The feeding habit of sea turtles influences their reaction to artificial marine debris

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Article Info
Brevy ID AID2016062011063801
Author(s) Takuya Fukuoka, Misaki Yamane, Chihiro Kinoshita, Tomoko Narazaki, Greg J. Marshall, Kyler J. Abernathy, Nobuyuki Miyazaki, Katsufumi Sato
Publication Date 2016
Published in Scientific Reports
Domain

Earth and Environmental Sciences

Subdomain Marine ecosystems
DOI 10.1038/srep28015
ISSN 2045-2322
Citations

APA

Takuya Fukuoka, Misaki Yamane, Chihiro Kinoshita, Tomoko Narazaki, Greg J. Marshall, Kyler J. Abernathy, Nobuyuki Miyazaki, Katsufumi Sato (2016) The feeding habit of sea turtles influences their reaction to artificial marine debris. Scientific Reports, 6, 28015.

Chicago

Takuya Fukuoka, Misaki Yamane, Chihiro Kinoshita, Tomoko Narazaki, Greg J. Marshall, Kyler J. Abernathy, Nobuyuki Miyazaki, Katsufumi Sato "The feeding habit of sea turtles influences their reaction to artificial marine debris." Scientific Reports 6 (2016): 28015.

MLA

Takuya Fukuoka, Misaki Yamane, Chihiro Kinoshita, Tomoko Narazaki, Greg J. Marshall, Kyler J. Abernathy, Nobuyuki Miyazaki, Katsufumi Sato "The feeding habit of sea turtles influences their reaction to artificial marine debris." Scientific Reports 6 (2016): 28015.

Topic Tags Chelonia mydas, Caretta caretta, bio-logging
Download Link(s) Unknown

Last edited by Akk during 06/2016.

Quick Summary

Green sea turtles accidentally swallow human-made ocean trash significantly more than loggerhead sea turtles.

Overall Results & Conclusion

The authors found that the feces and digestive system of green sea turtles contained more human-made ocean trash compared to those of loggerhead sea turtles. Both turtles most frequently swallowed garbage that is soft and made of plastic – for example, plastic bags. In addition, they discovered that green sea turtles had a higher chance of coming across ocean trash and accidentally swallowing it compared to loggerhead sea turtles.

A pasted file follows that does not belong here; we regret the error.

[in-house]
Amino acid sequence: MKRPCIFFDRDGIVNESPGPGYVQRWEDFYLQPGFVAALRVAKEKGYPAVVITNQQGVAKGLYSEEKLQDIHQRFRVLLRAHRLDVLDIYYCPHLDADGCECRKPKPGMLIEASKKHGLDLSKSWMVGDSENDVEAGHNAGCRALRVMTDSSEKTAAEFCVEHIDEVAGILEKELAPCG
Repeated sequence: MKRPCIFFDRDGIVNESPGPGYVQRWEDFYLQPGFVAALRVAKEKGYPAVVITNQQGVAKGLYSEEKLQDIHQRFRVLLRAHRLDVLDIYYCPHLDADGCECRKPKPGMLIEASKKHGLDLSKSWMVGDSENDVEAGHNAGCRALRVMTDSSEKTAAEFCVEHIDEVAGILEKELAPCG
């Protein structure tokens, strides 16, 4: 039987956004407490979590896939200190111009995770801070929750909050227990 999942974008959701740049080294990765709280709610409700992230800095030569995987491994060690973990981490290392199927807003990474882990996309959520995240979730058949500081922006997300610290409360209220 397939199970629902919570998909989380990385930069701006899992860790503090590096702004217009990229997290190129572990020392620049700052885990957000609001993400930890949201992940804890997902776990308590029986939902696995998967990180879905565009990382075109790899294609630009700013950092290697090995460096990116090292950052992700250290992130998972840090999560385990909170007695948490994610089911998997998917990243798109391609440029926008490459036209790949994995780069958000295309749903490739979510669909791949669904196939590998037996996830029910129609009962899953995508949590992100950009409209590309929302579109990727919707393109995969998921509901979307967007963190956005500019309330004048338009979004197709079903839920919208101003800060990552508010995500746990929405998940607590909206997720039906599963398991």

Further Information

Expand this section to access further information such as the work's methods, significance, and any critical response.

Methodology

  1. The authors collected the feces of 25 green sea turtles and 28 loggerhead sea turtles between 2012 and 2015 and analyzed the composition of the fece samples.
  2. The authors dissected the corpuses of 10 green sea turtles and 13 loggerhead sea turtles between 2012 and 2015 to find out what was contained in their digestive systems. The collected data were later analyzed statistically.
  3. The authors mounted a video camera on 10 green sea turtles and 15loggerhead sea turtles between September and October of each year from 2007 to 2015 and recorded how the turtles reacted to human-made ocean trash at sea.

Significance

The European Commission lists feces and digestive system analyses as standard methodologies to monitor the effect of ocean litter on marine life. However, the authors suggest that marine life video monitoring can complement conventional methodologies, revealing how marine life behave when they encounter ocean trash - something that cannot be inferred from feces and digestive system analyses.

Article Info
Brevy ID AID2016062011063801
Author(s) Takuya Fukuoka, Misaki Yamane, Chihiro Kinoshita, Tomoko Narazaki, Greg J. Marshall, Kyler J. Abernathy, Nobuyuki Miyazaki, Katsufumi Sato
Publication Date 2016
Published in Scientific Reports
Domain

Earth and Environmental Sciences

Subdomain Marine ecosystems
DOI 10.1038/srep28015
ISSN 2045-2322
Citations

APA

Takuya Fukuoka, Misaki Yamane, Chihiro Kinoshita, Tomoko Narazaki, Greg J. Marshall, Kyler J. Abernathy, Nobuyuki Miyazaki, Katsufumi Sato (2016) The feeding habit of sea turtles influences their reaction to artificial marine debris. Scientific Reports, 6, 28015.

Chicago

Takuya Fukuoka, Misaki Yamane, Chihiro Kinoshita, Tomoko Narazaki, Greg J. Marshall, Kyler J. Abernathy, Nobuyuki Miyazaki, Katsufumi Sato "The feeding habit of sea turtles influences their reaction to artificial marine debris." Scientific Reports 6 (2016): 28015.

MLA

Takuya Fukuoka, Misaki Yamane, Chihiro Kinoshita, Tomoko Narazaki, Greg J. Marshall, Kyler J. Abernathy, Nobuyuki Miyazaki, Katsufumi Sato "The feeding habit of sea turtles influences their reaction to artificial marine debris." Scientific Reports 6 (2016): 28015.

Topic Tags Chelonia mydas, Caretta caretta, bio-logging
Download Link(s) Unknown

Last edited by Akk during 06/2016.

Quick Summary

This section data hasn't yet been added. Please edit this page to provide the information.

Overall Results & Conclusion

This section data hasn't yet been added. Please edit this page to provide the information.

Further Information

Expand this section to access further information such as the work's methods, significance, and any critical response.

Methodology

This section data hasn't yet been added. Please edit this page to provide the information.

Significance

This section data hasn't yet been added. Please edit this page to provide the information.